R.A. The Rugged Man came out and immediately did something I had never seen before at a hardcore Hip-Hop show: not only did he spit his insanely fast verses on “Definition of a Rap Flow,” but he performed the entire song while carrying his baby daughter in one arm! Trying to lull her to sleep, he got the crowd to sing the background melody from his song “Casanova (Fly Guy),” as he spit his slower paced verses before handing off his daughter to the babysitter to take to the back room. Just when you thought Rugged Man multitasking being a parent would make this a more reserved performance, he cranked up the energy and got the whole crowd to jump and chant along to “The People’s Champ.”
Rugged Man took some time to acknowledge Hip-Hop’s birthday, and while he wasn’t around for its beginnings in the 1970’s, he talked about how he learned to rap in the 80’s and his journey from there, before teasing some songs he made in the 90’s. He played some of his Notorious B.I.G. collaboration, “Cunt Renaissance,” and went on to rap accapella some of his song “Every Record Label Sucks Dick.” He would then bring it back to 2004 by performing his verse on his Wu-Tang collaboration, “Chains.”
There was a pause as Rugged Man praised Toronto, talking about how he had the most emotional performance of his career here in 2010, as his father passed away on January 7th that year and he was booked to perform here on January 8th. This then led into him performing that widely acclaimed true-story verse about his father, with the Jedi Mind Tricks song “Uncommon Valor: A Vietnam Story.” Rugged Man would then get a lot more interactive with the crowd; he brought a fan on stage to beatbox, replicating the beat from “Stanley Kubrick” as he spit the first verse from that song, and then got everyone to sing along to “Da Girlz, They Luv Me” as he jumped down and rapped in the crowd. He walked all the way to the back of the club, and even jumped on one of the ledges to the side as he performed the latter track.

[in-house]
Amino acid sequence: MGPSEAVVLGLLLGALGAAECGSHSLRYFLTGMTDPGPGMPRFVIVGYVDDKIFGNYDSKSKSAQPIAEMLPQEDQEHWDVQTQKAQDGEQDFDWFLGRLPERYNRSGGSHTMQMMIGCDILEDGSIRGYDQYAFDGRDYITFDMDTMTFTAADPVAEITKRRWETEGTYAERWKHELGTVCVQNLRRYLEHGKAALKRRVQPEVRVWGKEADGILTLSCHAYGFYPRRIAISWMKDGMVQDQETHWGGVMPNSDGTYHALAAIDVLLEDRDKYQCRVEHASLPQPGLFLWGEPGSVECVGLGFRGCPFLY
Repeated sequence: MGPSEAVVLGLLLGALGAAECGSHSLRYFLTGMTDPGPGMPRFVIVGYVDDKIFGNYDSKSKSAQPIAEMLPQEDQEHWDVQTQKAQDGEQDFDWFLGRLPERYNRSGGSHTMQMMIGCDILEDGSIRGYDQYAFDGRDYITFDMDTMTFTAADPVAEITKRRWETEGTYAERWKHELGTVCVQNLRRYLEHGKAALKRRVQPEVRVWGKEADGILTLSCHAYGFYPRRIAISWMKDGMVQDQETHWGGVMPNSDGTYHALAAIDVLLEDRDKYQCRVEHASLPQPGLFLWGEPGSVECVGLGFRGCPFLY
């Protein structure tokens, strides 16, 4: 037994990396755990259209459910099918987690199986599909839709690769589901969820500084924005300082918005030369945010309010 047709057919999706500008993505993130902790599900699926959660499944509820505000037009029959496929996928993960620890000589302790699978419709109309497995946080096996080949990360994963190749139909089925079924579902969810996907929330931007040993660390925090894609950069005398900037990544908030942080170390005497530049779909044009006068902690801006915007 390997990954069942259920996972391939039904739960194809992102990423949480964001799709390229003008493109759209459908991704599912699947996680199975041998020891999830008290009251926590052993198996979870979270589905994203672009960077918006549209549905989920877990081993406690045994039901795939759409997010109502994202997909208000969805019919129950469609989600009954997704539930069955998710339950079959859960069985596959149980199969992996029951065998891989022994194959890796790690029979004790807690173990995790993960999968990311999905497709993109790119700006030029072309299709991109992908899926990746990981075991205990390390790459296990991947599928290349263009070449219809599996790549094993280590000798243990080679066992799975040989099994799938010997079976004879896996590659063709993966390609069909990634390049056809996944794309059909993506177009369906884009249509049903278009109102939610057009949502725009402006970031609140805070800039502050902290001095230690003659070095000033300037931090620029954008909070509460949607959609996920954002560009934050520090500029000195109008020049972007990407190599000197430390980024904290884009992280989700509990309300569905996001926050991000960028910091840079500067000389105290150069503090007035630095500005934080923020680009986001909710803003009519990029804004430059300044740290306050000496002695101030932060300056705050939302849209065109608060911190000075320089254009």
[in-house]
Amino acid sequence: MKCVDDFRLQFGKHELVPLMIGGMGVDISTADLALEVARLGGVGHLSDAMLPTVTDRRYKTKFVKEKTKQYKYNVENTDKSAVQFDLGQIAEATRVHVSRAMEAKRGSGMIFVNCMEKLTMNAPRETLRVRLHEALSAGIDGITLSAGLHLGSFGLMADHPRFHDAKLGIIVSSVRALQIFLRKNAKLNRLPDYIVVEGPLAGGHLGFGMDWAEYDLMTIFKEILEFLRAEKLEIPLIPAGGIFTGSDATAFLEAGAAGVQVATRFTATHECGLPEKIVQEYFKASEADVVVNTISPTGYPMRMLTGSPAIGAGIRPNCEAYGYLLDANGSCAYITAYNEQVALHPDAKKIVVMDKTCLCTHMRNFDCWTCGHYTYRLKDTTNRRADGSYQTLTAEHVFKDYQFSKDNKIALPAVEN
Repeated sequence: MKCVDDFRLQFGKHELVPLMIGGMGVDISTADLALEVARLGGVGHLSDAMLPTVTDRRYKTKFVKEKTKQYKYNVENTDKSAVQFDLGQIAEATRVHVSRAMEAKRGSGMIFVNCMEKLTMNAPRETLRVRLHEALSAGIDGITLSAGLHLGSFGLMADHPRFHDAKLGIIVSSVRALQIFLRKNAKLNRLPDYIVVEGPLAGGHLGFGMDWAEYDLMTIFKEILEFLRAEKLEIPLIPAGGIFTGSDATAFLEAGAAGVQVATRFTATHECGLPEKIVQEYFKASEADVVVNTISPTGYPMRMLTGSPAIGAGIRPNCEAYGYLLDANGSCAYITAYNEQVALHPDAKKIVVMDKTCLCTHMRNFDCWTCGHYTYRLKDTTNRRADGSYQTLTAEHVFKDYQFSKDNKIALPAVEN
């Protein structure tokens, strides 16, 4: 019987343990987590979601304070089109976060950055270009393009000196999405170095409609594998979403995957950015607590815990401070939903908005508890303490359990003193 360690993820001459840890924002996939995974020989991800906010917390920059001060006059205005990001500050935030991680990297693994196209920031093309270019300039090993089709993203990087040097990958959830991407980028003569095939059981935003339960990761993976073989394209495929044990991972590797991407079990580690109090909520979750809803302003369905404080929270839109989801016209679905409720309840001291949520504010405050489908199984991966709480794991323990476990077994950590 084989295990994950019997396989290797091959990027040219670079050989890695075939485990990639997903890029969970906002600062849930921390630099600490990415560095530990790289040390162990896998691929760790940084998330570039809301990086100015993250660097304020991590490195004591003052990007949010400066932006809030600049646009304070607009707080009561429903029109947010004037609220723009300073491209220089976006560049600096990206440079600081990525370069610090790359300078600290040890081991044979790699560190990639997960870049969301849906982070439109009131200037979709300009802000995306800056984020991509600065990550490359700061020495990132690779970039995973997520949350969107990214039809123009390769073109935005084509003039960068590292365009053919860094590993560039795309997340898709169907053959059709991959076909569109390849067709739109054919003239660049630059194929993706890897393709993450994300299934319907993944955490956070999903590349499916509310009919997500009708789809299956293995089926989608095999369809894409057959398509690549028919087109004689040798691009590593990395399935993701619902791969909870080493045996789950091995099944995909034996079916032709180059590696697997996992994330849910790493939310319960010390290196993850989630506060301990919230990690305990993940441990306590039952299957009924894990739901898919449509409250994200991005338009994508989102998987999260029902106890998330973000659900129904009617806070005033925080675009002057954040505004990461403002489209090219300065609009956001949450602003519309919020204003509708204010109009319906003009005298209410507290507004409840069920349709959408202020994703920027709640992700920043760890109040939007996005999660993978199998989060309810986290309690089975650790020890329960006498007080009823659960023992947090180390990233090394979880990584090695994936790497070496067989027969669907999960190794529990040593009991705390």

Next, he would perform verses from “Shoot Me In The Head” and “Lessons,” getting the crowd to help him out with the choruses. He took some time to shoutout and thank his babysitter, who had gotten the baby to sleep by now, and then invited fans to join him on stage for a hyped performance of “Holla-Loo-Yuh.” The beat to that song got everyone jumping as Rugged Man slayed his rapid-fire verse, and then he performed the verse a second time accapella. You could tell Rugged Man wanted to start at least one mosh pit during his performance, and so he performed the hook from the song “Sam Peckinpah,” yelling the lyrics “we don’t give a fuck!” and getting everyone who had joined him on stage to jump off into the crowd.
Rugged Man would then join his fans in the crowd, as he performed the emotional “Still Get Through The Day” while walking amongst the people. Wanting to wrap up the show, he performed one last song off his Legends Never Die album, “The Dangerous Three,” getting everyone to jump and mosh as he threw water on the crowd and seamlessly switched between the rapid-fire and slow paced flows. After over an hour of showcasing the rhymes, flow, breath control and mic presence that make up an elite emcee, Rugged Man thanked the crowd and jumped back down to the floor to let the fans take pictures and get autographs.
This was overall another fun show, as the small venue was packed with high-energy fans who were ready to get rowdy. Club 120 proved to be a near perfect venue for a performer like R.A. The Rugged Man, with all the crowd interaction during his set (although he may have preferred a quieter green room for his daughter). As with the last time I saw him perform back in 2013, Rugged Man loves to be among his fans, giving a highly interactive performance of raw rapping and humbly taking the time to meet the fans after his set. Even with the grimy, hardcore music being performed, you could feel that the positive, unifying spirit of Hip-Hop was alive on its 44th birthday.